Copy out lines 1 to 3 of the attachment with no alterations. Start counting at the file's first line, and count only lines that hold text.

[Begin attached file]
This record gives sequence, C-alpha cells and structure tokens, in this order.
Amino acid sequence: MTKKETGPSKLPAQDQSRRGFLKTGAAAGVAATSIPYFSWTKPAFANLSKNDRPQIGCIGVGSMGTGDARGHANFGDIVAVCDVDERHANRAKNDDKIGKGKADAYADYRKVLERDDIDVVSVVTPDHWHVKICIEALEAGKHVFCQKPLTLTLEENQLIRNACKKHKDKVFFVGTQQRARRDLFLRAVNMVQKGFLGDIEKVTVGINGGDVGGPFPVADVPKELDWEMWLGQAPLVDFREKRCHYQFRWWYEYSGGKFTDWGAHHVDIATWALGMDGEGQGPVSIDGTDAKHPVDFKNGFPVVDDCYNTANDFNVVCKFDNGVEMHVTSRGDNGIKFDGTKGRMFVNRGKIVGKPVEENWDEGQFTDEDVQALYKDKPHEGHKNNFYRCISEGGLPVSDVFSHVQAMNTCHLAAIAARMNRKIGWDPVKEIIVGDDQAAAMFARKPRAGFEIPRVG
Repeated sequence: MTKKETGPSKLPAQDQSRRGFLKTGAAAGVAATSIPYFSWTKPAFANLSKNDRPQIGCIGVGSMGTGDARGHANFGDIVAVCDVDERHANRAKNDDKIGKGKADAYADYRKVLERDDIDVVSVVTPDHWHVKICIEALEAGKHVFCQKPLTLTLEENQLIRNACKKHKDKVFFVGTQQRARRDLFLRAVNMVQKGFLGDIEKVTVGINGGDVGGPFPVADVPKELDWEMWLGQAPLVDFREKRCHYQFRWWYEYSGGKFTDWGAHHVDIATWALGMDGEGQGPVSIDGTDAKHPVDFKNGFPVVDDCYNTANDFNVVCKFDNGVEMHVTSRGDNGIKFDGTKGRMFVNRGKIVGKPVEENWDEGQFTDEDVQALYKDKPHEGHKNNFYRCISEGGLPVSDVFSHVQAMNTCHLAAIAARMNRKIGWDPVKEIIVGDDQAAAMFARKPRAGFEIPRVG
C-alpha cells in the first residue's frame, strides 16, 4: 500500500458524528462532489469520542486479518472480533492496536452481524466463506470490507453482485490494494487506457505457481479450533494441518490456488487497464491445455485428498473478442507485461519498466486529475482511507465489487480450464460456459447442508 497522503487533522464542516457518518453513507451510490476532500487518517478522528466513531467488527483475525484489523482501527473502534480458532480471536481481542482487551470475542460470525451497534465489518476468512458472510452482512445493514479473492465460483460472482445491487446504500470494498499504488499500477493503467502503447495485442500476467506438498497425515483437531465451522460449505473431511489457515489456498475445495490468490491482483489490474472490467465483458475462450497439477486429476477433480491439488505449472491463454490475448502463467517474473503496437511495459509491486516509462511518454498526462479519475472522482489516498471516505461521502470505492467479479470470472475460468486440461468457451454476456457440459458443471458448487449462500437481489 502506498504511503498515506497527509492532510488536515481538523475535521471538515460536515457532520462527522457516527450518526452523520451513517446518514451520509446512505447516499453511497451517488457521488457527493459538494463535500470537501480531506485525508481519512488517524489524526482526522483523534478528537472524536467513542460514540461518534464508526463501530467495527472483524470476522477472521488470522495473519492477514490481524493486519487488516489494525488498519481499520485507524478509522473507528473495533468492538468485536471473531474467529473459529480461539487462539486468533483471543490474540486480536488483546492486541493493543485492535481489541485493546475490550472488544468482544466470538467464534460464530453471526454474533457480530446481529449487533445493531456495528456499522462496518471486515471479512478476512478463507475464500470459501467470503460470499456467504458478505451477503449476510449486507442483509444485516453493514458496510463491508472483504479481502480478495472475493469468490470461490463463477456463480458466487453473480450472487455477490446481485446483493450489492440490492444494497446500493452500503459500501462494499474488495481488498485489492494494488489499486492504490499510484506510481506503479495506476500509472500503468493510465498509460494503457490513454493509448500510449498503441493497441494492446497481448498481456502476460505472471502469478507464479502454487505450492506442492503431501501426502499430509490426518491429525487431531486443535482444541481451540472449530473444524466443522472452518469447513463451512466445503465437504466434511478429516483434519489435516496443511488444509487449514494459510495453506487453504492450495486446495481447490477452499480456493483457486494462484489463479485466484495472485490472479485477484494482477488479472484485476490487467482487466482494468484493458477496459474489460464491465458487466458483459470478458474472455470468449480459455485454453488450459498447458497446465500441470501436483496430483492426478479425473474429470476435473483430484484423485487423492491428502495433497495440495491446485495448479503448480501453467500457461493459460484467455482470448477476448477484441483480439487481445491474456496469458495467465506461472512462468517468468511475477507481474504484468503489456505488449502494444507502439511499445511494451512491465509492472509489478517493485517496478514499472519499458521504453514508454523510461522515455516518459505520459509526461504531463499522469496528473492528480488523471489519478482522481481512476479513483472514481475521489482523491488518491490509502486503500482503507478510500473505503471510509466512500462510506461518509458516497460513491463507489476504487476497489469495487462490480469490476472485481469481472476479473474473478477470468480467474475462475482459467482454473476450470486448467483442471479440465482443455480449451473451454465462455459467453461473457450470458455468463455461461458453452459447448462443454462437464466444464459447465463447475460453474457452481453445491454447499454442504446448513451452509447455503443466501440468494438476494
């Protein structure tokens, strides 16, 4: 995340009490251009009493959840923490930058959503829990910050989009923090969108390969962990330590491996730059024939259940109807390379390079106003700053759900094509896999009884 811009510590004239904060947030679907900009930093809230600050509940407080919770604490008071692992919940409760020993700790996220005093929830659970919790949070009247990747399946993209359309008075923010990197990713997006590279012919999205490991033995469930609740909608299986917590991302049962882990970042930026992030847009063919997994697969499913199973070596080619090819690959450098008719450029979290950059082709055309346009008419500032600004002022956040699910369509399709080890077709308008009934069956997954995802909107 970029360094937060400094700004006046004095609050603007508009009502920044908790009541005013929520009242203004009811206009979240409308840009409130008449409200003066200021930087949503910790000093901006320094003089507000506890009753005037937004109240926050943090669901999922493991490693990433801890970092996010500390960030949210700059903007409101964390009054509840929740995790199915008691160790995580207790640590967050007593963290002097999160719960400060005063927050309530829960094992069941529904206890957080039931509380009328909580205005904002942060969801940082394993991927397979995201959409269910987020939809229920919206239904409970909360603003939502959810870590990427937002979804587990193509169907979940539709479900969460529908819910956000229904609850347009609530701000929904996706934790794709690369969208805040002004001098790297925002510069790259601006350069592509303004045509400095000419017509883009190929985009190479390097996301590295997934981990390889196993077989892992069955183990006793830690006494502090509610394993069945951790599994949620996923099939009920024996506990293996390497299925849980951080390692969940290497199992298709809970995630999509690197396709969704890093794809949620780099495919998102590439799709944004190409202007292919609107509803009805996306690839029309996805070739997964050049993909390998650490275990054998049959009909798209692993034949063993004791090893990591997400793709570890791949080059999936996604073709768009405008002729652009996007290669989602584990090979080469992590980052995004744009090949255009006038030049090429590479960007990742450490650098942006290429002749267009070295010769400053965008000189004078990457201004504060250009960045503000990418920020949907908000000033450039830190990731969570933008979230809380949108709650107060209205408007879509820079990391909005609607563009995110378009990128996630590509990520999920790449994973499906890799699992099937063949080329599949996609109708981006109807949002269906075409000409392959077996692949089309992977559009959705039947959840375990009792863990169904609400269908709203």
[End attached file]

This record gives sequence, C-alpha cells and structure tokens, in this order.
Amino acid sequence: MTKKETGPSKLPAQDQSRRGFLKTGAAAGVAATSIPYFSWTKPAFANLSKNDRPQIGCIGVGSMGTGDARGHANFGDIVAVCDVDERHANRAKNDDKIGKGKADAYADYRKVLERDDIDVVSVVTPDHWHVKICIEALEAGKHVFCQKPLTLTLEENQLIRNACKKHKDKVFFVGTQQRARRDLFLRAVNMVQKGFLGDIEKVTVGINGGDVGGPFPVADVPKELDWEMWLGQAPLVDFREKRCHYQFRWWYEYSGGKFTDWGAHHVDIATWALGMDGEGQGPVSIDGTDAKHPVDFKNGFPVVDDCYNTANDFNVVCKFDNGVEMHVTSRGDNGIKFDGTKGRMFVNRGKIVGKPVEENWDEGQFTDEDVQALYKDKPHEGHKNNFYRCISEGGLPVSDVFSHVQAMNTCHLAAIAARMNRKIGWDPVKEIIVGDDQAAAMFARKPRAGFEIPRVG
Repeated sequence: MTKKETGPSKLPAQDQSRRGFLKTGAAAGVAATSIPYFSWTKPAFANLSKNDRPQIGCIGVGSMGTGDARGHANFGDIVAVCDVDERHANRAKNDDKIGKGKADAYADYRKVLERDDIDVVSVVTPDHWHVKICIEALEAGKHVFCQKPLTLTLEENQLIRNACKKHKDKVFFVGTQQRARRDLFLRAVNMVQKGFLGDIEKVTVGINGGDVGGPFPVADVPKELDWEMWLGQAPLVDFREKRCHYQFRWWYEYSGGKFTDWGAHHVDIATWALGMDGEGQGPVSIDGTDAKHPVDFKNGFPVVDDCYNTANDFNVVCKFDNGVEMHVTSRGDNGIKFDGTKGRMFVNRGKIVGKPVEENWDEGQFTDEDVQALYKDKPHEGHKNNFYRCISEGGLPVSDVFSHVQAMNTCHLAAIAARMNRKIGWDPVKEIIVGDDQAAAMFARKPRAGFEIPRVG